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Wednesday, September 7, 2011

Lessons of Libya

It should come as no surprise to anyone who lives in Washington -- or follows the policy debates here -- that what lessons policy makers should draw from the overthrow of Qaddafi in Libya depend on who you ask.

Is it a victory for Western interventionism, the "responsibility to protect" doctrine, and all the rest? Or a defeat -- ultimately -- for the whole paradigm? A validation of Barack Obama's so-called "leading from behind" strategy of foreign engagement? Or a success despite Obama's lack of assertiveness? The debate has only grown more fierce since Tripoli's fall last month.

Liberals like Nick Kristof seized the NATO-backed rebels' victory over Muammar el-Qaddafi as affirmation the U.S. decision to commit American forces.
"The question of humanitarian intervention is one of the knottiest in foreign policy, and it will arise again. The next time it does, let’s remember a lesson of Libya: It is better to inconsistently save some lives than to consistently save none."
CNN's Fareed Zakari also saw it as validation for Obama -- but for his process it followed more than the specifics of his Libya policy.
"The Libya intervention is so significant precisely because it did not follow the traditional pattern of U.S.-led interventions. Indeed, it launched a new era in U.S. foreign policy."
That would be an era of "limited intervention," according to Zakaria.
"The question before Libya was: Could such interventions be successful while keeping costs under control - both human and financial.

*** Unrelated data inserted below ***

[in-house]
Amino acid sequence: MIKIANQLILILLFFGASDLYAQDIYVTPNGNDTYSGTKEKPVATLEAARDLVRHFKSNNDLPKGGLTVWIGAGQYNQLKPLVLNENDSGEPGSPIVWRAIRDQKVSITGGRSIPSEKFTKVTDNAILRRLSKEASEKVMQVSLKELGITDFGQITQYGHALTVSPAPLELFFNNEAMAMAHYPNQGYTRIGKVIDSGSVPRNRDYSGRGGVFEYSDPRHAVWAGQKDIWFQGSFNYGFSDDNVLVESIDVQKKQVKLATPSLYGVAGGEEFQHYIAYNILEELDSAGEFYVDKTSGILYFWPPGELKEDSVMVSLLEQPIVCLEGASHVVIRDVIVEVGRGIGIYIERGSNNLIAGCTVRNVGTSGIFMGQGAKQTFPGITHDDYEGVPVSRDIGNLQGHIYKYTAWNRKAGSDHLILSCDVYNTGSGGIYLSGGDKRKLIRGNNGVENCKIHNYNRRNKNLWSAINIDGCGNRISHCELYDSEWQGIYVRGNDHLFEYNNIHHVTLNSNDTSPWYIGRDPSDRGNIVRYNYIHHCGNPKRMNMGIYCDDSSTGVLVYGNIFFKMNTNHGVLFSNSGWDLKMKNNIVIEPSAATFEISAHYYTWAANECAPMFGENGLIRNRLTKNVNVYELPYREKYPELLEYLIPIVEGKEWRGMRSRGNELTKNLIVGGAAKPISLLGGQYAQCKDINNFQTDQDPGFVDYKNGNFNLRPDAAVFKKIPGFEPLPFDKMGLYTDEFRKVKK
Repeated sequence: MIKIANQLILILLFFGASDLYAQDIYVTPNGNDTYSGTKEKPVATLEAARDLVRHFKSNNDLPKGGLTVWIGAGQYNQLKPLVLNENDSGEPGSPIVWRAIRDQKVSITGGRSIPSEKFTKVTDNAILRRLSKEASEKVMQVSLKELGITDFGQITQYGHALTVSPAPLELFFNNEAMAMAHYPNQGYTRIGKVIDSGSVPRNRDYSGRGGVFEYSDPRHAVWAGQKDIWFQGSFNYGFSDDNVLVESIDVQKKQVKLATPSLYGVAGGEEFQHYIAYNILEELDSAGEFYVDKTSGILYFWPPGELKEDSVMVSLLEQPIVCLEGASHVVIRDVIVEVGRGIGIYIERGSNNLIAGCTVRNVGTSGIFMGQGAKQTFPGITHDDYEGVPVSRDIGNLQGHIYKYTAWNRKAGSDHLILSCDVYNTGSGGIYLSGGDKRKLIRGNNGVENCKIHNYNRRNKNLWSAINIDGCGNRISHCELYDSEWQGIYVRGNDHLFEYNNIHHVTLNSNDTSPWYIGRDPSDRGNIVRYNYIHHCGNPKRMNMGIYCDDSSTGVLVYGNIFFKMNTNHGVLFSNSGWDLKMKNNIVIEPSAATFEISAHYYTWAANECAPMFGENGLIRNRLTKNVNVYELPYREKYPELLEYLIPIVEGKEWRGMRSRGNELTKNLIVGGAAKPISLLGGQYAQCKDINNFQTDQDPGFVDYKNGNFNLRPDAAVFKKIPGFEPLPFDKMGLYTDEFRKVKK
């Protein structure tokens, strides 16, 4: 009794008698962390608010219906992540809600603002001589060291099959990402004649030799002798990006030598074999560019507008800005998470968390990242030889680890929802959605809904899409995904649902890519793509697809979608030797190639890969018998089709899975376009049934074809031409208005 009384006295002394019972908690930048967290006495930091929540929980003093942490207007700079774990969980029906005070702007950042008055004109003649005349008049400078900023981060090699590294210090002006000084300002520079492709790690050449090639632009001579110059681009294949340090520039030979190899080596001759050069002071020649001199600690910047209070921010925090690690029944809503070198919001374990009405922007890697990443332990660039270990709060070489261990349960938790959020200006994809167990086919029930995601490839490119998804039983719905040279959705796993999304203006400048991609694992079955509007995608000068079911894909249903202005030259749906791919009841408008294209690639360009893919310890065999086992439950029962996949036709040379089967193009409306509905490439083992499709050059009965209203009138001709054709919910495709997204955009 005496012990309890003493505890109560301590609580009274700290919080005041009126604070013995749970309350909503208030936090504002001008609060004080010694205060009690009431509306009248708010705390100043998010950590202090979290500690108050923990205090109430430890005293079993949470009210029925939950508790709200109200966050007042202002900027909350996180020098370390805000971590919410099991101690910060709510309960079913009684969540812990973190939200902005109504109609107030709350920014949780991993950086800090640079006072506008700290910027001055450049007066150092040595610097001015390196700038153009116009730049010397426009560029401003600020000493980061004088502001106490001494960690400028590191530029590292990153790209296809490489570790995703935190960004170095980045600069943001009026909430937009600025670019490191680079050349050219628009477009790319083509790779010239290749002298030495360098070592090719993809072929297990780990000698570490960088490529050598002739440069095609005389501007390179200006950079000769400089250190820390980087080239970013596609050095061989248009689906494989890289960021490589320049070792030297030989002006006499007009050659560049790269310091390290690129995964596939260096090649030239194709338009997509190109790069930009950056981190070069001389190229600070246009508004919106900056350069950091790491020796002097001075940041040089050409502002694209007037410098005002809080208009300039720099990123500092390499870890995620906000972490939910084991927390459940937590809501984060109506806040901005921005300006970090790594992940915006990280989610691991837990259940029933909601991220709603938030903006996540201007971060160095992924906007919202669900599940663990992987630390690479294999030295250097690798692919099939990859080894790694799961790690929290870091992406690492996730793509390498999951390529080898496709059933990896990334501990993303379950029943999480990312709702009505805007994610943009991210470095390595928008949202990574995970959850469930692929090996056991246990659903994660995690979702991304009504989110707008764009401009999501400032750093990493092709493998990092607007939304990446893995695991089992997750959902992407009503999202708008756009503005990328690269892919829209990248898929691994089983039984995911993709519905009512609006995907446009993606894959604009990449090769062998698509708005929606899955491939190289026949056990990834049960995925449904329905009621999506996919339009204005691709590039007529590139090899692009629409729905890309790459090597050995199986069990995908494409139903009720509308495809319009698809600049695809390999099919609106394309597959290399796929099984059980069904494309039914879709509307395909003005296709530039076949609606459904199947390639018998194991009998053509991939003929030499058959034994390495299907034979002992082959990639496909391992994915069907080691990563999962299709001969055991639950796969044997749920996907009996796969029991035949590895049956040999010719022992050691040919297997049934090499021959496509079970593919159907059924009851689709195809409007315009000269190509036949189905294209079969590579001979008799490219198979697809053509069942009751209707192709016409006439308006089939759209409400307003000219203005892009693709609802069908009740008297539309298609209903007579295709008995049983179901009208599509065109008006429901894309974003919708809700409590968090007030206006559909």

Today's answer is: Yes."
On the flip side you have folks like the Cato Institute's Doug Bandow who argue that the long term impacts of the rebel victory in Libya will be a net defeat for the U.S. - it will discourage other nations from giving up their WMD stockpiles and from cooperating on vaguely worded humanitarian missions at the United Nations, not to mention create a power vacuum in North Africa where Islamists, terrorists and arms traffickers can thrive.

The best take I've read so far on the lessons of Libya is from Stephen M. Walt, who brings much of the pie-in-the-sky prognosticating back to earth with one simple fact - we simply don't know yet what the post-Qaddafi Libya will become.
"Even if Qaddafi set a very low standard for effective or just governance, the end-result of his ouster may not be as gratifying as we hope. More importantly, we also ought to guard against the common tendency to draw big policy conclusions from a single case, especially when we don't have good theories to help us understand the differences between different outcomes," Walt writes.
Then, social scientist that he is, Walt lays out a set of questions to help evaluate Libya's development from here, and how it fits into the broader pantheon of revolutions assisted from outside.

Stop, think, observe before drawing conclusions? What a refreshing idea.

As an aside -- one entity that has not contributed at all to the Libya post-mortem ($) is Congress, which has cemented more than ever its impotency when it comes to decisions to use military force.

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